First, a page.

Friday, April 30, 2010

Greece: Setting Up for the Final Act?

According to our esteemed financial press it is almost a done deal. Greece has agreed to austerity measures designed to cut their deficit by 10% of GDP in three years and with this they will get an infinite amount of money from the IMF (20% courtesy of American taxpayers). With this financing, they will not have to come to market anymore (why are 2 year bonds still trading over 12%?).

"There was not much room for us to negotiate," the Greek official said. "This is the way the IMF works—if you want the money, you go by their terms. "
Makes sense. In the old days, before too big to fail, lenders used to dictate covenants for emergency financing. The IMF, as we know, thinks all the Greeks have to do is cut spending and raise taxes. Apparently, the Greeks needed the IMF to show them they didn't need to run deficits all those years because their economy would have worked the same with much less spending.

Interestingly enough, this flies in the face of the Trillions in stimuli that have been showered in the US, China, Brazil, the UK, and others, based on the theory that the worst thing you can do to a slumping economy is cut spending. I suppose Keynesianism only works in countries of certain size? I guess I missed that lecture in my macro 101.

In any case, it is clear that the overpaid geniuses at the IMF are back to their old methods. The debt must be paid at all costs because it was issued. Whether there is any chance of the Greek economy ever generating enough surpluses to pay the IMF, now first in line ahead of the bondholders, it is apparently of no interest to the politicians who just want this unforeseen crisis to away fast.

Meanwhile, in Athens, the unions are certainly going to think about what it is best for them. Can you blame them? At some point, they may realize that the problem is as much Germany's (or France's) as much as it is theirs. Why? because if Greece cannot deliver the austerity measures and the IMF does not provide the money to cover the deficit the German banks will lose (again) several billion euros. In this context, it is perfectly reasonable for the Greeks to claim shared responsibility and reject the austerity terms while accepting the money. At that point, the Greek politicians will prefer the voters to their friends in high places.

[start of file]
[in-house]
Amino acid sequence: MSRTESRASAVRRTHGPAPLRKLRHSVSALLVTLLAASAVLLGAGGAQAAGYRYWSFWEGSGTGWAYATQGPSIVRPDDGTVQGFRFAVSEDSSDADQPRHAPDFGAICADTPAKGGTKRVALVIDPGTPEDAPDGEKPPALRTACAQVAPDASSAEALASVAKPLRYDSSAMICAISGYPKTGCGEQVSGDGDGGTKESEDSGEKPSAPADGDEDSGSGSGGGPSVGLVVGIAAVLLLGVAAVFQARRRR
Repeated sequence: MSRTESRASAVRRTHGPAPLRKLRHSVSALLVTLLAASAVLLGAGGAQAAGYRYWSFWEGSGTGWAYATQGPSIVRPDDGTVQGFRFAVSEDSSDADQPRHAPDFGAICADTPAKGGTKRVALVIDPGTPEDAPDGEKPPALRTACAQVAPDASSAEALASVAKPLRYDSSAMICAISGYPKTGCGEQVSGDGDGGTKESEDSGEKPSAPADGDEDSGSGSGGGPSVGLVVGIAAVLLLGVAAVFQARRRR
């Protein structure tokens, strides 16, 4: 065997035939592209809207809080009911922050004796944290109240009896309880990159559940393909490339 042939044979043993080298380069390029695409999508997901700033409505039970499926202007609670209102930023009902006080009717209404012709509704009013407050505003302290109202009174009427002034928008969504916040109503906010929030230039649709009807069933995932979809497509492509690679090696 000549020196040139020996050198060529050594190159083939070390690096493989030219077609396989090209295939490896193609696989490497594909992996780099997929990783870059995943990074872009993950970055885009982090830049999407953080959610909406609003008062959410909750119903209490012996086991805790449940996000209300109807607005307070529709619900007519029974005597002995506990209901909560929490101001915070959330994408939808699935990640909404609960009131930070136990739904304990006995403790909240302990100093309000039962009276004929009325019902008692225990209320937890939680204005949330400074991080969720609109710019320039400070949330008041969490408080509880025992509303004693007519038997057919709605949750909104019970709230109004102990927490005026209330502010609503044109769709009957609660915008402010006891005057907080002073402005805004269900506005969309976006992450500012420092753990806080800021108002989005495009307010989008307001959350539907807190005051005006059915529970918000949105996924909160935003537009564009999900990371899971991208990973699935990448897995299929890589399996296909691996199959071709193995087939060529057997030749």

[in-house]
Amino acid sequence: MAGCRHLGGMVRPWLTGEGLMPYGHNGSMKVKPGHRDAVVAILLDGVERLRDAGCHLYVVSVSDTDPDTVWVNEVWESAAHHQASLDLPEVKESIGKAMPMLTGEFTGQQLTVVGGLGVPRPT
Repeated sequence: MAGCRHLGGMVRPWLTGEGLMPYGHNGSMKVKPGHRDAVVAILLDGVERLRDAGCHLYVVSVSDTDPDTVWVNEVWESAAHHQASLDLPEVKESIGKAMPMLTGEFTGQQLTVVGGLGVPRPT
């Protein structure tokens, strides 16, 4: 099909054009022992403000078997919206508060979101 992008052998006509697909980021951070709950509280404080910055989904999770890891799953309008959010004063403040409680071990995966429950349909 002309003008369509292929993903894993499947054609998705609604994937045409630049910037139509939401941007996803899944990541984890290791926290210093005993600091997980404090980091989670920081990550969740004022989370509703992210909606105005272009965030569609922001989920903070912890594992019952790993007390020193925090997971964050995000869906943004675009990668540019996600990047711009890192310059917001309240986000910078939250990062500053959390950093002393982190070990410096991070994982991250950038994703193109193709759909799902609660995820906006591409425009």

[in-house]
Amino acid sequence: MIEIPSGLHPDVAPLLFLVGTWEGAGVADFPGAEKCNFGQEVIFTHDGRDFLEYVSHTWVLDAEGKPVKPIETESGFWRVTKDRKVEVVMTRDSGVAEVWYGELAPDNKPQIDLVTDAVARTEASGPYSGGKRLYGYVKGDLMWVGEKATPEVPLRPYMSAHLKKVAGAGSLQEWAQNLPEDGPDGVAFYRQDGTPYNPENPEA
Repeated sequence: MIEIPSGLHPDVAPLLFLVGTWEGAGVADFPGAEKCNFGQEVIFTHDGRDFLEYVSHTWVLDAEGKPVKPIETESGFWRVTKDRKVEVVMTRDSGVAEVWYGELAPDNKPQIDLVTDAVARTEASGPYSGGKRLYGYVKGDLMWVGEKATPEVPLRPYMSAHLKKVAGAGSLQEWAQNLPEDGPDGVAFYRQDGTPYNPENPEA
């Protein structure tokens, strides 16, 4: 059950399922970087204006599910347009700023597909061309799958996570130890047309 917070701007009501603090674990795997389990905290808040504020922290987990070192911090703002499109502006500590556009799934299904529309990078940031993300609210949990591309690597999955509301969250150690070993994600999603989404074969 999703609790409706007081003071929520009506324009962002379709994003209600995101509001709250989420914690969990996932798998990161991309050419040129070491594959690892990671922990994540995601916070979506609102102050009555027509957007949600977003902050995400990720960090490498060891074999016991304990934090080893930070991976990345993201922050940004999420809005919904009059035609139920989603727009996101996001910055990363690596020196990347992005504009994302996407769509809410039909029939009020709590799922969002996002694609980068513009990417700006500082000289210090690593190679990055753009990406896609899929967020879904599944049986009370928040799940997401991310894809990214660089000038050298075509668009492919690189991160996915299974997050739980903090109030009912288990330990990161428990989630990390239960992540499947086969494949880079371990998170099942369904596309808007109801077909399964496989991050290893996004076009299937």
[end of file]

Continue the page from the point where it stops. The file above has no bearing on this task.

Therefore, if you think this crisis is over I suggest you consider you consider what would you do if they cut your salary because the government has issued too much debt. If you think this is a ridiculous proposition because Greek public employees are, in your view, overpaid, consider how much success you think you could have convincing them (hint: Greek unions do not like to be pushed around).

The bottom line is that, no matter what the Greek government says, a 10% deficit cut will be difficult to implement. The guys at the IMF have plenty of experience in the matter. If I have to bet, I'd guess the first audit will result in a disagreement of some kind over lack of progress. At that time, the IMF, after consultation with the G7, will issue a waiver. By then, the markets may be ready to reconsider the viability of the Greek debt (by then) junior to the IMF loans

Of course, it is possible that this time will be different and Greece will be the first country ever to emerge from a situation like this without a devaluation.

Meanwhile, the Greek bond curve is still inverted.

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